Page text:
The beginnings of a change in Trotsky’s attitudes came 
during the struggle for power in the Soviet Union, in which Stalin, 
using anti-Semitism in the Bolshevik ranks as a weapon, defeated 
Trotsky. In the 1930s, the exiled Trotsky began to take an interest in 
the Arab-Jewish conflict and Zionist colonization in Palestine. He was 
distrustful of what he called the “reactionary Muslim” and “anti-Semitic
 pogromist” elements in the Palestinian Arab national movement. In 
contrast to the Stalinist Comintern, he did not sweep the anti-Jewish 
riots in Palestine in 1929 under the carpet or reduce them to a minor 
episode in the Arab liberation struggle.
            By 1937, Trotsky — although never a Zionist — had come to
 radically revise his earlier standpoint on the “Jewish question.” He 
recognized, for example, that his earlier belief in inevitable 
assimilation was unfounded; that there was a Jewish nation, which 
required a territorial base; and that the Soviet regime was shamelessly 
encouraging anti-Semitism to deflect attention from its own failures.
            Most remarkable of all was Trotsky’s insight into the 
Nazi danger about which he had constantly sounded the alarm since 1930. A
 month after the 1938 Kristallnacht pogroms in Germany, he unequivocally
 warned American Jewry of the forthcoming annihilation of the Jews. 
Trotsky bluntly wrote that even without the outbreak of a new European 
war, “the next development of world reaction signifies with certainty 
the physical extermination of the Jews.” This chilling prophecy uttered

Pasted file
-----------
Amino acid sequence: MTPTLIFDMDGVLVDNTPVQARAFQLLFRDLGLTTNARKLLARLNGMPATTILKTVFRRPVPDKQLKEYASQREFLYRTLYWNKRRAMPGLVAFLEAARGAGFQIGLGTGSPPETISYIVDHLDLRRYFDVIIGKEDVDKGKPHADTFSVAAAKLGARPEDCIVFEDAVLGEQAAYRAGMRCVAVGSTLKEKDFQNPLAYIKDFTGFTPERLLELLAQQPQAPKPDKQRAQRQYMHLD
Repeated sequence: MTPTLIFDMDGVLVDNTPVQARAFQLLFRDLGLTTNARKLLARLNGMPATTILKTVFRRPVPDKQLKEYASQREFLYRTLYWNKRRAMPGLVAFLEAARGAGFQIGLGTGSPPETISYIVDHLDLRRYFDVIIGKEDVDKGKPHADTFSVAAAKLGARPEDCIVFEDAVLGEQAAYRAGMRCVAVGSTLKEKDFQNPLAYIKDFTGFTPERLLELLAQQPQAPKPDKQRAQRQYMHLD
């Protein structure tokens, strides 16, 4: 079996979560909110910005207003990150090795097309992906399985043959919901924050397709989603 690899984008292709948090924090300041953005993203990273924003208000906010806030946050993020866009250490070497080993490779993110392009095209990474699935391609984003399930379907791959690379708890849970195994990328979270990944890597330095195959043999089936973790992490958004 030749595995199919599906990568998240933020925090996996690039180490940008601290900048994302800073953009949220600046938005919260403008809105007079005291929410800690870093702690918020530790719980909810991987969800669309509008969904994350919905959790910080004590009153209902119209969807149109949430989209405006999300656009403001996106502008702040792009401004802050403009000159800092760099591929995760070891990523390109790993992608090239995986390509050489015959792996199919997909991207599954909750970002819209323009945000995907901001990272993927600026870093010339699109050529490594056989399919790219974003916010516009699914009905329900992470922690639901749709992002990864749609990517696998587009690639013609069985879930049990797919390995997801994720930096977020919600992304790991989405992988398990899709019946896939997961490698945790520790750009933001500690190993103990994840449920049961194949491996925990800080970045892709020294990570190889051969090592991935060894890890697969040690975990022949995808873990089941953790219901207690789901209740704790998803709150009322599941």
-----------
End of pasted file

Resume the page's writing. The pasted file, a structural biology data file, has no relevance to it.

from Mexico City was ignored.
            Shortly before his assassination, he also warned that the
 British White Paper of 1939 “may well transform Palestine into a bloody
 trap for several hundred thousand Jews.” Trotsky correctly surmised 
that British imperialism had abandoned its commitment to a Jewish 
national home and would unhesitatingly sacrifice Zionism on the altar of
 its Middle East strategy.
            Leon Trotsky spent most of his life trying to escape from
 his Jewish background and the image of the soft and indecisive ghetto 
Jew. Bolshevism did harden him, turning the Marxist intellectual into an
 alien for the Jews and a demonic symbol of Judeo-Communism for 
anti-Semitic gentiles.
            Even among his fellow revolutionaries, he proved unable 
to transcend his Jewish background. In the 1930s the struggle against 
the bogeyman of “world Trotskyism,” seen as synonymous with perfidy and 
betrayal, would become a leitmotif of Stalin’s propaganda machine around
 the world. In an age of totalitarian terror, the effort to hunt down 
Trotsky came to uncannily prefigure the tragic fate of the Jewish people
 whom he had once so arrogantly abandoned.
Robert S. Wistrich is director of the Vidal Sassoon 
International Center for the Study of Anti-Semitism at the Hebrew 
University of Jerusalem. He is the author of “A Lethal Obsession: 
Anti-Semitism from Antiquity to the Global Jihad” (Random House).